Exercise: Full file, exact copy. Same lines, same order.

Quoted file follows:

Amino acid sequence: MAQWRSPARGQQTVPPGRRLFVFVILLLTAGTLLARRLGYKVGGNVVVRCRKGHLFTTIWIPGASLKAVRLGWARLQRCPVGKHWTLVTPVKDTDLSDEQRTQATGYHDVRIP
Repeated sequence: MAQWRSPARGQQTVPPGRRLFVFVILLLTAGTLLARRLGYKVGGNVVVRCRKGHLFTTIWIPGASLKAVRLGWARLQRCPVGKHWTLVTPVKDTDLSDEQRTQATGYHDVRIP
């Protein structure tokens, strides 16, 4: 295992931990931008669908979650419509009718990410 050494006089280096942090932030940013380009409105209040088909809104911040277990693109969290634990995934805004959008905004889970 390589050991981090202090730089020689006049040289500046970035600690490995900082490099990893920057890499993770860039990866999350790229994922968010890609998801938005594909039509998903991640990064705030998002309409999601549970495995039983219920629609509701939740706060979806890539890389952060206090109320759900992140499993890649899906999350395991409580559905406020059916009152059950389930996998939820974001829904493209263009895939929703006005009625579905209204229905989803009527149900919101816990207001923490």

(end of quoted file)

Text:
Amino acid sequence: MAQWRSPARGQQTVPPGRRLFVFVILLLTAGTLLARRLGYKVGGNVVVRCRKGHLFTTIWIPGASLKAVRLGWARLQRCPVGKHWTLVTPVKDTDLSDEQRTQATGYHDVRIP
Repeated sequence: MAQWRSPARGQQTVPPGRRLFVFVILLLTAGTLLARRLGYKVGGNVVVRCRKGHLFTTIWIPGASLKAVRLGWARLQRCPVGKHWTLVTPVKDTDLSDEQRTQATGYHDVRIP
């Protein structure tokens, strides 16, 4: 295992931990931008669908979650419509009718990410 050494006089280096942090932030940013380009409105209040088909809104911040277990693109969290634990995934805004959008905004889970 390589050991981090202090730089020689006049040289500046970035600690490995900082490099990893920057890499993770860039990866999350790229994922968010890609998801938005594909039509998903991640990064705030998002309409999601549970495995039983219920629609509701939740706060979806890539890389952060206090109320759900992140499993890649899906999350395991409580559905406020059916009152059950389930996998939820974001829904493209263009895939929703006005009625579905209204229905989803009527149900919101816990207001923490």